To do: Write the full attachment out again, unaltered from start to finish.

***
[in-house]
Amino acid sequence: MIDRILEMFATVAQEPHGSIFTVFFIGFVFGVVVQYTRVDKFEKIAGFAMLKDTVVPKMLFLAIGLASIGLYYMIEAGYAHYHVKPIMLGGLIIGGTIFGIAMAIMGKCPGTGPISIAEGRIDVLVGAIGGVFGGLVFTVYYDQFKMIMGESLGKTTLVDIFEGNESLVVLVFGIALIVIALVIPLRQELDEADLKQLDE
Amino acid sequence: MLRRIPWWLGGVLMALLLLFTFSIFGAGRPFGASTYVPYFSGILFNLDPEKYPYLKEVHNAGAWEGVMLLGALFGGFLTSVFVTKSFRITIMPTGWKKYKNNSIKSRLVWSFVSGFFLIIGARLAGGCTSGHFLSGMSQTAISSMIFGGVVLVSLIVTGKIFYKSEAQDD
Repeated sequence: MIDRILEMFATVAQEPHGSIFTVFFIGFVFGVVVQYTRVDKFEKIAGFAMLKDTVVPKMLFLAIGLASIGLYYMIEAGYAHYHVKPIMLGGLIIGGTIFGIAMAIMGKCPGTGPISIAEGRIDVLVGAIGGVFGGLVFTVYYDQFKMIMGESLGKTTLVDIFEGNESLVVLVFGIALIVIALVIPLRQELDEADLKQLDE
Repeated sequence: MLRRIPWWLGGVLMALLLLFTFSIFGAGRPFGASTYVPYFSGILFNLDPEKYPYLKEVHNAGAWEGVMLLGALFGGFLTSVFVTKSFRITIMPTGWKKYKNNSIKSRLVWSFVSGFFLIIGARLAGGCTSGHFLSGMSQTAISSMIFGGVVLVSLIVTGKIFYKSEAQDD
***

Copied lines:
[in-house]
Amino acid sequence: MIDRILEMFATVAQEPHGSIFTVFFIGFVFGVVVQYTRVDKFEKIAGFAMLKDTVVPKMLFLAIGLASIGLYYMIEAGYAHYHVKPIMLGGLIIGGTIFGIAMAIMGKCPGTGPISIAEGRIDVLVGAIGGVFGGLVFTVYYDQFKMIMGESLGKTTLVDIFEGNESLVVLVFGIALIVIALVIPLRQELDEADLKQLDE
Amino acid sequence: MLRRIPWWLGGVLMALLLLFTFSIFGAGRPFGASTYVPYFSGILFNLDPEKYPYLKEVHNAGAWEGVMLLGALFGGFLTSVFVTKSFRITIMPTGWKKYKNNSIKSRLVWSFVSGFFLIIGARLAGGCTSGHFLSGMSQTAISSMIFGGVVLVSLIVTGKIFYKSEAQDD
Repeated sequence: MIDRILEMFATVAQEPHGSIFTVFFIGFVFGVVVQYTRVDKFEKIAGFAMLKDTVVPKMLFLAIGLASIGLYYMIEAGYAHYHVKPIMLGGLIIGGTIFGIAMAIMGKCPGTGPISIAEGRIDVLVGAIGGVFGGLVFTVYYDQFKMIMGESLGKTTLVDIFEGNESLVVLVFGIALIVIALVIPLRQELDEADLKQLDE
Repeated sequence: MLRRIPWWLGGVLMALLLLFTFSIFGAGRPFGASTYVPYFSGILFNLDPEKYPYLKEVHNAGAWEGVMLLGALFGGFLTSVFVTKSFRITIMPTGWKKYKNNSIKSRLVWSFVSGFFLIIGARLAGGCTSGHFLSGMSQTAISSMIFGGVVLVSLIVTGKIFYKSEAQDD